Our lovely new curate is in his forties and has had a very successful career in education. He has been brave and taken his time to make this change of direction. He has observed the role of parish priest and got a real sense of what the job is all about. The process the church offers for selection is a pretty good one and does not rush people.

However, for the rest of us there may not be this luxury. How do we discern what our skills are and how we might use them?

Identifying talent is tricky. Often we know far too little to know whether we have any skill. I may love to sing but my untutored voice may not have the natural tone to be worth listening to or hold a tune! The people who watch us and might make a judgement have a natural bias. They may be sure we will be a lawyer because we are a family of lawyers. My builder always wanted to be a builder but comes from a family of farmers and that took some managing. People may see in us either what they expect to see or only apply what they see to a very narrow range of possibilities.

In looking at the entries to The Inspire Initiative I see women who have been in this situation, channelled into certain careers but also there have been women whom someone saw something different in and encouraged that seed to grow.  We all deserved good parents and first-class teachers and those that had them are hugely fortunate and may have been steered in the right direction but what if we did not?

My thought this month is all about helping others have the courage to change direction if they need to. If 75 per cent of people are unhappy at work no wonder our productivity is low as a country. As artificial  intelligence grows and inevitably reduces the number of full time jobs let’s help people find the right role for them. If we cannot see a round hole for this round peg then let’s look further. Let’s look widely at possibilities and push the boundaries. Let’s accept that a job choice may be right for now but at some stage we may want to go back and start again on another road.

Most of all let’s be honest with our children about what jobs involve so that they can start to narrow down what appeals and what does not.

If we are responsible for other people’s development then let’s take that very seriously and give them opportunities to explore what might be possible for them. And do not be confined by our own view of the world; some boxes do not have firm sides!! Helping people find the right place for them is one of the joys of what I do – how fortunate am I? And of course helping people find the right role is only part of it; we need then to find a place where the culture is the right one for the person. This can be a complex process but will allow us to be happy. To leap out of bed in the morning excited by the prospect of work.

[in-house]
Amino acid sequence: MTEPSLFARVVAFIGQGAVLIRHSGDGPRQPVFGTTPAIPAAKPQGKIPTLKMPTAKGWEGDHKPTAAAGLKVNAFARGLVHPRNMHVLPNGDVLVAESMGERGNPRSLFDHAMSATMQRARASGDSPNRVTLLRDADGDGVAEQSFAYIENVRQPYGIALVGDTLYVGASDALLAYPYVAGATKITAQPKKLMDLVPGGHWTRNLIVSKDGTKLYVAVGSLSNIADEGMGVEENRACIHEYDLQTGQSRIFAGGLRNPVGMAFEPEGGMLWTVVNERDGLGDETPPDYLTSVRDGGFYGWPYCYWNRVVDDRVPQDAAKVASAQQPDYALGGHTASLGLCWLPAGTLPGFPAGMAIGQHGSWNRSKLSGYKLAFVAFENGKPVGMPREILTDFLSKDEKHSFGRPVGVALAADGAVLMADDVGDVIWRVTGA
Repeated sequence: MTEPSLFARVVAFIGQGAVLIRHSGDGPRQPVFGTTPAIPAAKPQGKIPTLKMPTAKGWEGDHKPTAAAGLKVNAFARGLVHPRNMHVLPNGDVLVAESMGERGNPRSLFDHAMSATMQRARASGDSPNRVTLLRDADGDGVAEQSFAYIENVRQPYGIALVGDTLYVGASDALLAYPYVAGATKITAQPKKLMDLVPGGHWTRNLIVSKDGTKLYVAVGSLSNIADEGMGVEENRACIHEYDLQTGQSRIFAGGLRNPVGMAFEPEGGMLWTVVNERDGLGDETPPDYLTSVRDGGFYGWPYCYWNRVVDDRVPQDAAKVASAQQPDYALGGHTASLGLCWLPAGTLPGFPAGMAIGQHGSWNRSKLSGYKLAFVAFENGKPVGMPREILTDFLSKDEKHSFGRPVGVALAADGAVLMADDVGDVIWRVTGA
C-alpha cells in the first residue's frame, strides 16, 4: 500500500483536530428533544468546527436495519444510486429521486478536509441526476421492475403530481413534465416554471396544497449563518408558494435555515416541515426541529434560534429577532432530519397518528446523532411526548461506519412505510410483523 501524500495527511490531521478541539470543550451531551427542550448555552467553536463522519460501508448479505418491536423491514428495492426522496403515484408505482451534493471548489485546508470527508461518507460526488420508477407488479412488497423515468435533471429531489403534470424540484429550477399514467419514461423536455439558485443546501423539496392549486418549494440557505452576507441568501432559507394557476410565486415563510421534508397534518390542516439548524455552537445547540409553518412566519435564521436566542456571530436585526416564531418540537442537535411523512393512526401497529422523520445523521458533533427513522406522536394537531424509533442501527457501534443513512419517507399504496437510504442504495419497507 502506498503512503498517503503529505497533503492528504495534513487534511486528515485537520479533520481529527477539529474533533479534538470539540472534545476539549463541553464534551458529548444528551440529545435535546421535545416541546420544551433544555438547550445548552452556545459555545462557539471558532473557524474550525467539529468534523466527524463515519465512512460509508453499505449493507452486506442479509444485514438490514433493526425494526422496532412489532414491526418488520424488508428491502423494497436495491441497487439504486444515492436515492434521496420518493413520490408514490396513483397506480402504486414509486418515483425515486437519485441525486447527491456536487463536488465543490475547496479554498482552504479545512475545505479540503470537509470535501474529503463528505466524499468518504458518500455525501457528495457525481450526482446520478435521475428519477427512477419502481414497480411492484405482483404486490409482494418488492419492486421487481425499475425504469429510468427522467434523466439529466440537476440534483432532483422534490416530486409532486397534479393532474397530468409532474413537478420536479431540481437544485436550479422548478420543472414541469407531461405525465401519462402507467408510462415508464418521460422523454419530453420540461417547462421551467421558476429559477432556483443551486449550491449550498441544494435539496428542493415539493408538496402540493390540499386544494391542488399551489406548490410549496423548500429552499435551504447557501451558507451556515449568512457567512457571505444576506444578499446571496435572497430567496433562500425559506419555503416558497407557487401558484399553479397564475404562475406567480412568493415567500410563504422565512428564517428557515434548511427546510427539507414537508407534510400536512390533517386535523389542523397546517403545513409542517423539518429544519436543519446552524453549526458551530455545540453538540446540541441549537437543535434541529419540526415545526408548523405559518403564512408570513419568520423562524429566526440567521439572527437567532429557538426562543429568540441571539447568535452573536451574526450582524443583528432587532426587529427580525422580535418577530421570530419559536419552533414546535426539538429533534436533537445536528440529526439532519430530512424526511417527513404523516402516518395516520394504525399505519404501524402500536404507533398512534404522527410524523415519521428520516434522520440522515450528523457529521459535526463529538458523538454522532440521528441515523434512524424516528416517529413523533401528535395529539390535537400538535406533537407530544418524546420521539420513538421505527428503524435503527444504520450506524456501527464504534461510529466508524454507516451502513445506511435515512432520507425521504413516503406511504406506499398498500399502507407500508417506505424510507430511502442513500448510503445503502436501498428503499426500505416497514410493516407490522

None of this is original. But think about where you will work best and happily. If you need some help to do the thinking let me know. Help others to be brave and if they are in the wrong place support them in making a new decision and starting again. And think of our new curate as he does just that.

If this has been interesting, please share it. If you are thinking of working with a mentor, please chat with me about what you are hoping to achieve. I might be the right person for you or I can help you find someone who is. In the meantime, life is good; let’s live it to the full and be the best we can be.

Elizabeth Toogood

About Elizabeth Toogood

Elizabeth is a mixture of mentor, coach and non-executive director. She meets face to face with individuals and gives each of them total focus; there are no matrices or models into which they need to fit. The ethos of Elizabeth Toogood is to offer a high level of support and serious intellectual challenge.